The Morrison Table Shelter

Protect windows of the shelter room with fabric netting or cellulose film stuck to the glass (as recommended in “ Your Home as an Air Raid Shelter”). The sides of your table shelter will not keep out small glass splinters.

Wherebouts in the room?

The best place is the middle of the room, so that you can get out on any side. If you must put the shelter against a wall, put an end rather than a side there, and choose a good solid inside wall rather than an outside one. Do not put the shelter in a corner so that only one side and one end are free.

Make a rough plan showing just where the shelter is and in which room, and give it to your Air Raid warden.


Study the list of parts at the end of this leaflet. Notice that there are three different lots of bolts and nuts-32 of the larger ones, 5/8 in. in diameter and 1 1/2 ins. long; 16 of the smaller ones, 3/8 in. in diameter and 3/4 in. long; and the studs, 48 of them, ¼ in. in diameter and 1 in. long, with washers and distance -pieces as well as nuts.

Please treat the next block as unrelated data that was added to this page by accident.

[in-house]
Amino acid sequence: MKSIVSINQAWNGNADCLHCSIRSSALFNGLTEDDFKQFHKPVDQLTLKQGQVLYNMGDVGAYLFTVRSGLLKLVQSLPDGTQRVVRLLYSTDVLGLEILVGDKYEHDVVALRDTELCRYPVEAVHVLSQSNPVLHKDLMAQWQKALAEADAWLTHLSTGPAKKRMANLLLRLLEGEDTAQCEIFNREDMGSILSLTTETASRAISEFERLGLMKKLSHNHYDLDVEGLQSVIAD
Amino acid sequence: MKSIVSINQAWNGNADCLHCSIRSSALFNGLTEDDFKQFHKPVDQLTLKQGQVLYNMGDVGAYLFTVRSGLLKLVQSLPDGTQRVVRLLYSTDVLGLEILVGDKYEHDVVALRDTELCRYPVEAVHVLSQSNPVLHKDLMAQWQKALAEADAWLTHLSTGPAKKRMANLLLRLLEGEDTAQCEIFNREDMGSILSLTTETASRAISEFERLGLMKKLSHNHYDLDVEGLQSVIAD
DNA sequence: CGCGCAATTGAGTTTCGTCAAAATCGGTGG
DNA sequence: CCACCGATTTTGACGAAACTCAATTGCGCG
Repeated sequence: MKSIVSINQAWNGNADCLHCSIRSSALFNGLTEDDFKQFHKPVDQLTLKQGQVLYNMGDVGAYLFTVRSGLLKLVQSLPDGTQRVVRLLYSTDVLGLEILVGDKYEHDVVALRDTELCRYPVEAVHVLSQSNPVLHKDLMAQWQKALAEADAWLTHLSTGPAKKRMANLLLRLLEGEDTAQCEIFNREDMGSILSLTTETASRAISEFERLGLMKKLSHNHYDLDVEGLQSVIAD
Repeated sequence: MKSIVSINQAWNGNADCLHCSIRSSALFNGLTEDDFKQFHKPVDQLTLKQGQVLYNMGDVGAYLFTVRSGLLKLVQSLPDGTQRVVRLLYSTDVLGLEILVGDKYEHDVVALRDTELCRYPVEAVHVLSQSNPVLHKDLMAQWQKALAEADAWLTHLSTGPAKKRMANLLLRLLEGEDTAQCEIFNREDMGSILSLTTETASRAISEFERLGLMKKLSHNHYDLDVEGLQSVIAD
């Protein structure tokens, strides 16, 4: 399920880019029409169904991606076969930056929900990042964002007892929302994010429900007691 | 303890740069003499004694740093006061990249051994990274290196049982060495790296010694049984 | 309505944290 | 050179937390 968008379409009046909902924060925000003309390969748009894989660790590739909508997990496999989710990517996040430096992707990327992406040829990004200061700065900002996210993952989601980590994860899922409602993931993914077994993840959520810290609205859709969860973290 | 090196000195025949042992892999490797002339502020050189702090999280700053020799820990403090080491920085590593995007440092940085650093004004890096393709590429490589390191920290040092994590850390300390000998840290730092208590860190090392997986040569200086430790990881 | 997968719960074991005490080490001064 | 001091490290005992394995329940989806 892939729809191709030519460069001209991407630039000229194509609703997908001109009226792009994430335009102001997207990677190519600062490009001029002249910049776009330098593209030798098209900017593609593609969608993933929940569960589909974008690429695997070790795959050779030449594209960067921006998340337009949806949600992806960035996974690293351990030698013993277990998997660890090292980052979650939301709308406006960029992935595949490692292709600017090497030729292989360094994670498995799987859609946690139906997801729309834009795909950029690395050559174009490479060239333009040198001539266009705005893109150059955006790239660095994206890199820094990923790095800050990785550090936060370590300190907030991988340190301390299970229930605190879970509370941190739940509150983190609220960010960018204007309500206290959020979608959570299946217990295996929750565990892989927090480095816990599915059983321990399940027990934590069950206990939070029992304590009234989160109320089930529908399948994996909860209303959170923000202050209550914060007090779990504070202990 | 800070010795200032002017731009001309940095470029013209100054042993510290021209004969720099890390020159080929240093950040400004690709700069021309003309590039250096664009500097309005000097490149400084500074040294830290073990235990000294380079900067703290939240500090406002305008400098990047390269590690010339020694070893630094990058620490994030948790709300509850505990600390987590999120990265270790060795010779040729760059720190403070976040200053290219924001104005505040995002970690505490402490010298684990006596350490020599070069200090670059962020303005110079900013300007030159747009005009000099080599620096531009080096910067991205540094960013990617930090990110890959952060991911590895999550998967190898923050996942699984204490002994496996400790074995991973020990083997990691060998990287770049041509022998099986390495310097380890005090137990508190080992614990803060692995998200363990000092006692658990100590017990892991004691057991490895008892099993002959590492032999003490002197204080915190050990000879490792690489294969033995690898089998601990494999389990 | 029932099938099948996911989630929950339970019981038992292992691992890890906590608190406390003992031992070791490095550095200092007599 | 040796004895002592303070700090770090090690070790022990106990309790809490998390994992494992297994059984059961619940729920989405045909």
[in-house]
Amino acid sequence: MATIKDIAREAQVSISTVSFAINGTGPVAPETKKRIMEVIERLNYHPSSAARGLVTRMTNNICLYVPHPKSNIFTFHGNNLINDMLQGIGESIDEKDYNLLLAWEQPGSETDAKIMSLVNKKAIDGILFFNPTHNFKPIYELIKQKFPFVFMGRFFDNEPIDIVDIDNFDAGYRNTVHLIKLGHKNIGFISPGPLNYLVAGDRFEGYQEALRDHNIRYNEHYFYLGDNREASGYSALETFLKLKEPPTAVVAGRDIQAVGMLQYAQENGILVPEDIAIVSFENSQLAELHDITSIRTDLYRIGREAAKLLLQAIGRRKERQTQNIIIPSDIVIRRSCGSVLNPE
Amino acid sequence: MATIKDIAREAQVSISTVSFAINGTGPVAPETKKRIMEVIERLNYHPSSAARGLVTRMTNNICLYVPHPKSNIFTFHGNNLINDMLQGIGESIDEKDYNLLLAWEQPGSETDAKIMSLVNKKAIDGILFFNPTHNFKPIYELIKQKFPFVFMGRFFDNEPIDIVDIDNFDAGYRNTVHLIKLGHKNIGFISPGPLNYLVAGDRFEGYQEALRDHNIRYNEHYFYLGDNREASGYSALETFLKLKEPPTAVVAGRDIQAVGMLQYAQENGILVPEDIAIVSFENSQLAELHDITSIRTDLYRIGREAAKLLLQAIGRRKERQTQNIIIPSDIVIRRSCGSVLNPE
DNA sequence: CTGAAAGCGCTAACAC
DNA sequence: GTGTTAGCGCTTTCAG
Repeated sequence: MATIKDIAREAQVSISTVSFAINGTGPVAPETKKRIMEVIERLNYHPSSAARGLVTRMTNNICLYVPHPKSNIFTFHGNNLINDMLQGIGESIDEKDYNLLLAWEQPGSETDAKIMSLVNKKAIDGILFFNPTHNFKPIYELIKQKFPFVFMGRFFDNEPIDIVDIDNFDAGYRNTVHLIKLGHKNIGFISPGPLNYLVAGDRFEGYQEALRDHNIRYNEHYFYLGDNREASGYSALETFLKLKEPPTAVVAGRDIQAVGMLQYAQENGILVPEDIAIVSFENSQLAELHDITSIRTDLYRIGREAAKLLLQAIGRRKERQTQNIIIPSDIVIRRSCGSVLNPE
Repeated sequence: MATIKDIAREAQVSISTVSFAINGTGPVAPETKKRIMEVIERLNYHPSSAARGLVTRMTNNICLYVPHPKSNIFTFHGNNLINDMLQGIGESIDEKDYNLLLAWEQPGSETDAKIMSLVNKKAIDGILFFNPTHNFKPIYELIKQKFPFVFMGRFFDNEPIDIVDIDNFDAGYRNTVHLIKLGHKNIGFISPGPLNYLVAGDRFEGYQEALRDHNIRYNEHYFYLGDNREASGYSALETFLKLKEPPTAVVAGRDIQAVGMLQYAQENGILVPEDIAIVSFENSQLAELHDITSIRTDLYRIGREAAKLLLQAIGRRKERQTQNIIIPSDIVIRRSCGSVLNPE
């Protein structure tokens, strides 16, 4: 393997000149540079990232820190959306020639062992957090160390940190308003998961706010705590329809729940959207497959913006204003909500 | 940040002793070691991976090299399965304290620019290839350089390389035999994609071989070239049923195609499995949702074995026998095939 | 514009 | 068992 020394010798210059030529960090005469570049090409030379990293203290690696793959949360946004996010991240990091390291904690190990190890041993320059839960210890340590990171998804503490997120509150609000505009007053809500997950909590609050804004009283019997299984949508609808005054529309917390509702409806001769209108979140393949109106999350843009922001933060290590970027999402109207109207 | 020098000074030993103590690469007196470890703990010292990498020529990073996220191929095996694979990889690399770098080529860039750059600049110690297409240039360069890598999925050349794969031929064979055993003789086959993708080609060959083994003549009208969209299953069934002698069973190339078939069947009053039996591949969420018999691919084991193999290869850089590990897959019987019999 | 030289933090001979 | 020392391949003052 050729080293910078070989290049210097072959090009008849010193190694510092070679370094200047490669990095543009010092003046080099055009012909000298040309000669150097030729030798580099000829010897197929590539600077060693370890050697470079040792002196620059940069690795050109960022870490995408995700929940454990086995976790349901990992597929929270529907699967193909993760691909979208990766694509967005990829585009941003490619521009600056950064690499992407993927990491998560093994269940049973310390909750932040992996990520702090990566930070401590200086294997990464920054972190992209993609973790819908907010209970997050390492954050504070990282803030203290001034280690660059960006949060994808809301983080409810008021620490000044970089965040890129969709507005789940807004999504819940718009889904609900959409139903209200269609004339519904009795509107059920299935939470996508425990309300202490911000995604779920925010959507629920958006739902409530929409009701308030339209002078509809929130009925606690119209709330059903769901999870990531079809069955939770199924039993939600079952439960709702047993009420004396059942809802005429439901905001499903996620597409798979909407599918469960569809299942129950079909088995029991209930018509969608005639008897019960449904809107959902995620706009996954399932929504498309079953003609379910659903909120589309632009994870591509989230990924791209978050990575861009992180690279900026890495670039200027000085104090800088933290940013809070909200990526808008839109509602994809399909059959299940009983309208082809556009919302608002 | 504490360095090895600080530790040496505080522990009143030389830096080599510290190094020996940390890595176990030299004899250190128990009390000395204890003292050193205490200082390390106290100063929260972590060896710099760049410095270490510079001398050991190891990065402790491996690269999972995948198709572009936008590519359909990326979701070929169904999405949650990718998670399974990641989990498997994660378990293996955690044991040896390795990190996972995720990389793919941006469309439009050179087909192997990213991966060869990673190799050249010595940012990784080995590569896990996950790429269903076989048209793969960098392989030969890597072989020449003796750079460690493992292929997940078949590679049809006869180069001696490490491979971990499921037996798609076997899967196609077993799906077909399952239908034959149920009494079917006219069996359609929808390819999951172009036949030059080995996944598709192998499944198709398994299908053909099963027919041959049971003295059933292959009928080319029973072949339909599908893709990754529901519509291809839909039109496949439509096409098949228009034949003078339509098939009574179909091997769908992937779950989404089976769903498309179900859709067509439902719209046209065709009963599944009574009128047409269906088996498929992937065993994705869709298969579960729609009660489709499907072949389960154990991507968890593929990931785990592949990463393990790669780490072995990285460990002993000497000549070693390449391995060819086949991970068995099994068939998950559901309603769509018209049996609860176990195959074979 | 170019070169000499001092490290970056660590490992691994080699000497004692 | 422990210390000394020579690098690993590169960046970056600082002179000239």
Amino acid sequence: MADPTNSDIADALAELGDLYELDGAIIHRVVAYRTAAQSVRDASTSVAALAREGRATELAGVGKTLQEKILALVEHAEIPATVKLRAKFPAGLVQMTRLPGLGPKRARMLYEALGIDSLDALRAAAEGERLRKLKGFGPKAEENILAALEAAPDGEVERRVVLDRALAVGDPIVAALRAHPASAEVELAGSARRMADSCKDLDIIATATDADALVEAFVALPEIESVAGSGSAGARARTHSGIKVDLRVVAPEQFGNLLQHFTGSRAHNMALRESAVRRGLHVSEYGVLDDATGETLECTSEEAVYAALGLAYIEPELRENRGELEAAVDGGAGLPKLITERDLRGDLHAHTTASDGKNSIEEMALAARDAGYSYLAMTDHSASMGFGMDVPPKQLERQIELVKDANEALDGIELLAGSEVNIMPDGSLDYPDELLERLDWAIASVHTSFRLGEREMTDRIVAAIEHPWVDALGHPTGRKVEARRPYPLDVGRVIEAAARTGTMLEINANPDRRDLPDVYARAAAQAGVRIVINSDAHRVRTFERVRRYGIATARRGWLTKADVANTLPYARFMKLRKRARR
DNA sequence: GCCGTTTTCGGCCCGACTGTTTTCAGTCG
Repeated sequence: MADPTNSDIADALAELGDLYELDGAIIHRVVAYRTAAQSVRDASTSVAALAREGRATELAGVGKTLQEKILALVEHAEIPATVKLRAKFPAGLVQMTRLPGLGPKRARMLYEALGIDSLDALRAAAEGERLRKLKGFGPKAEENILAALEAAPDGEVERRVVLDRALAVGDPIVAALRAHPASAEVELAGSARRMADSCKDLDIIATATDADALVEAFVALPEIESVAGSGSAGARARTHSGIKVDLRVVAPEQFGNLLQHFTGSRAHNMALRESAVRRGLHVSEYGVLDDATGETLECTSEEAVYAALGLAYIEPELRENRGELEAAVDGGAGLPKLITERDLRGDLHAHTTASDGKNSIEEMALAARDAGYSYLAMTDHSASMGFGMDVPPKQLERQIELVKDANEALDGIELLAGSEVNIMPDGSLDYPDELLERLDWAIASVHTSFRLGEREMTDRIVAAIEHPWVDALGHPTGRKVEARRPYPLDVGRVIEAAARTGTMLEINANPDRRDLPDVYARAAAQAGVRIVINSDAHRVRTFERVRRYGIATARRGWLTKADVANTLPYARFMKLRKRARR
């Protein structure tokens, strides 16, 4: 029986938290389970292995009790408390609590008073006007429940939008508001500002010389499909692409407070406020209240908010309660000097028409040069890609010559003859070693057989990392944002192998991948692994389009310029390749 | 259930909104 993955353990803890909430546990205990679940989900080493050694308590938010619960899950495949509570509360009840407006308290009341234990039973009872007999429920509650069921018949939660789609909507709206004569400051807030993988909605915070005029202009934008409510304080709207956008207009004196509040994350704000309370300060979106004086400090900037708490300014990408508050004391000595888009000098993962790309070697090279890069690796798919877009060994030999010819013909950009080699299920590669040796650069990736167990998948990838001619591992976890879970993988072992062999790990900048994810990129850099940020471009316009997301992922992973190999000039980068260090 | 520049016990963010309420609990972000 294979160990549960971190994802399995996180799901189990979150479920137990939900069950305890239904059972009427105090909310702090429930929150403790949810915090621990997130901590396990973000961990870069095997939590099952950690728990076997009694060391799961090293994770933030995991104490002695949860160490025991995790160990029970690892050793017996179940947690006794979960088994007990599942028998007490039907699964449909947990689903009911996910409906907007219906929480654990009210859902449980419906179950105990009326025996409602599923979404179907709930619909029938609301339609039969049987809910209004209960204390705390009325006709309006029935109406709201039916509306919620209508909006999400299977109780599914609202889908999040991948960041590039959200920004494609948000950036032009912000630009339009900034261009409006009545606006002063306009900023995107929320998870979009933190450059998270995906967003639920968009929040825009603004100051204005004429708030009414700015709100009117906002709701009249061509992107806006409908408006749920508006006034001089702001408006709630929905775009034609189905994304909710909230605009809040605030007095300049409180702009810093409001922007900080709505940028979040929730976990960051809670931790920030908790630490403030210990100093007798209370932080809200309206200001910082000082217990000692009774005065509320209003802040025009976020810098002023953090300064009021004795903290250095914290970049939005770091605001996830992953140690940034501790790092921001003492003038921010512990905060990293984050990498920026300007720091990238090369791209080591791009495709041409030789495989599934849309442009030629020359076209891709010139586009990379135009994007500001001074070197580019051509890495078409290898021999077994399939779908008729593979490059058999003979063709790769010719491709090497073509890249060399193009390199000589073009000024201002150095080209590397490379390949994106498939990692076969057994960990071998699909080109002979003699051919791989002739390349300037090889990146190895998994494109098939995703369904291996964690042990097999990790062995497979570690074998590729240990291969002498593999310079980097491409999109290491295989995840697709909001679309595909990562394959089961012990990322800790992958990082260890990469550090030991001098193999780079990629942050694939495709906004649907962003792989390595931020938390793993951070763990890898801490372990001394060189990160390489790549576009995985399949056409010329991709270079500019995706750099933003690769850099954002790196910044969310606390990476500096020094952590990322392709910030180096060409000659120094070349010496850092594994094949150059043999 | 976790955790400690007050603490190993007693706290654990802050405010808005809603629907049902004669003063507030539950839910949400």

The pictures and explanations which follow will make the job quite easy. Two of you will find it very much simpler than one. Read the words and study the pictures carefully to get the idea; sort out the parts; then set to work.

First stage

Fix the 48 studs into the holes in the four rails (marked 2 and 4) which form the top frame, and the four rails (marked 3 and 5) which form the bottom frame of the shelter. In each case the studs must be put into the holes in the side of the rail which has the two large bolt holes at each end. Each stud has to be made up from four pieces; first, put the stud-head through a washer, then through the short length of tubing (called “distance-piece “), then put it through the hole in the rail,

then fix the on the inside and tighten with the spanner. Take care to fix the stud-heads on the outside of the rail.